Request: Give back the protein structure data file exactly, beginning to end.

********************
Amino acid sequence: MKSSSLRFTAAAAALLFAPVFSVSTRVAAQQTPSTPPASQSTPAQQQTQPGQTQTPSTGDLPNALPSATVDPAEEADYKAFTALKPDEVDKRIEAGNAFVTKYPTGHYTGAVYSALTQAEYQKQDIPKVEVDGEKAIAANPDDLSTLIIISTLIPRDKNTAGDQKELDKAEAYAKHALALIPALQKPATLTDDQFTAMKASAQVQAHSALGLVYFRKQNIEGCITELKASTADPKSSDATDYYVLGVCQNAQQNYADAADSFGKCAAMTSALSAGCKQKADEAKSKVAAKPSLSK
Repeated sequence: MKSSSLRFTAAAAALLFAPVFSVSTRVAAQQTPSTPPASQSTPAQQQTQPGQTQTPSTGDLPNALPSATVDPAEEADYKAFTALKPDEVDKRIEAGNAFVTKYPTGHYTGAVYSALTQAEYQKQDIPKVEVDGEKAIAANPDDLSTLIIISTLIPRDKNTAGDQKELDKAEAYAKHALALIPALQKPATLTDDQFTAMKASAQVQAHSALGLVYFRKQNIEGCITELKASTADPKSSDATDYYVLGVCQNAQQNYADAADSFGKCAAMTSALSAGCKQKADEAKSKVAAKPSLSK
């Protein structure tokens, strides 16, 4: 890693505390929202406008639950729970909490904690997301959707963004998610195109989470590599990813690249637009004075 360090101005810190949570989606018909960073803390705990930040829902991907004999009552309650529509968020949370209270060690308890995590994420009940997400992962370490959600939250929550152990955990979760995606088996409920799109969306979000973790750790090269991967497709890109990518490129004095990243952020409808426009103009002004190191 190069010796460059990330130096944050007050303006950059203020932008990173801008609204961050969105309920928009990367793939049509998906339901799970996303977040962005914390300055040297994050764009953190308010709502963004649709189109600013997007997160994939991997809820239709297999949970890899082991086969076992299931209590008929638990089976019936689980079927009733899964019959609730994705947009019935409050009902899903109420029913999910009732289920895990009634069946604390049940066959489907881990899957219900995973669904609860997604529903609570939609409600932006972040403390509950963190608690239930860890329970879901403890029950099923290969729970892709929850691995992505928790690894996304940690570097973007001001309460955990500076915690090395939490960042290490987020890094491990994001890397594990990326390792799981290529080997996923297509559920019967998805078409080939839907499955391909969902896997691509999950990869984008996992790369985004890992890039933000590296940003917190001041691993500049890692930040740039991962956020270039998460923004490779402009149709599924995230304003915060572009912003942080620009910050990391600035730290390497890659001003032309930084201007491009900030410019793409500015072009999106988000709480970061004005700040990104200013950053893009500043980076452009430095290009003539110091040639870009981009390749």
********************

Amino acid sequence: MKSSSLRFTAAAAALLFAPVFSVSTRVAAQQTPSTPPASQSTPAQQQTQPGQTQTPSTGDLPNALPSATVDPAEEADYKAFTALKPDEVDKRIEAGNAFVTKYPTGHYTGAVYSALTQAEYQKQDIPKVEVDGEKAIAANPDDLSTLIIISTLIPRDKNTAGDQKELDKAEAYAKHALALIPALQKPATLTDDQFTAMKASAQVQAHSALGLVYFRKQNIEGCITELKASTADPKSSDATDYYVLGVCQNAQQNYADAADSFGKCAAMTSALSAGCKQKADEAKSKVAAKPSLSK
Repeated sequence: MKSSSLRFTAAAAALLFAPVFSVSTRVAAQQTPSTPPASQSTPAQQQTQPGQTQTPSTGDLPNALPSATVDPAEEADYKAFTALKPDEVDKRIEAGNAFVTKYPTGHYTGAVYSALTQAEYQKQDIPKVEVDGEKAIAANPDDLSTLIIISTLIPRDKNTAGDQKELDKAEAYAKHALALIPALQKPATLTDDQFTAMKASAQVQAHSALGLVYFRKQNIEGCITELKASTADPKSSDATDYYVLGVCQNAQQNYADAADSFGKCAAMTSALSAGCKQKADEAKSKVAAKPSLSK
């Protein structure tokens, strides 16, 4: 890693505390929202406008639950729970909490904690997301959707963004998610195109989470590599990813690249637009004075 360090101005810190949570989606018909960073803390705990930040829902991907004999009552309650529509968020949370209270060690308890995590994420009940997400992962370490959600939250929550152990955990979760995606088996409920799109969306979000973790750790090269991967497709890109990518490129004095990243952020409808426009103009002004190191 190069010796460059990330130096944050007050303006950059203020932008990173801008609204961050969105309920928009990367793939049509998906339901799970996303977040962005914390300055040297994050764009953190308010709502963004649709189109600013997007997160994939991997809820239709297999949970890899082991086969076992299931209590008929638990089976019936689980079927009733899964019959609730994705947009019935409050009902899903109420029913999910009732289920895990009634069946604390049940066959489907881990899957219900995973669904609860997604529903609570939609409600932006972040403390509950963190608690239930860890329970879901403890029950099923290969729970892709929850691995992505928790690894996304940690570097973007001001309460955990500076915690090395939490960042290490987020890094491990994001890397594990990326390792799981290529080997996923297509559920019967998805078409080939839907499955391909969902896997691509999950990869984008996992790369985004890992890039933000590296940003917190001041691993500049890692930040740039991962956020270039998460923004490779402009149709599924995230304003915060572009912003942080620009910050990391600035730290390497890659001003032309930084201007491009900030410019793409500015072009999106988000709480970061004005700040990104200013950053893009500043980076452009430095290009003539110091040639870009981009390749």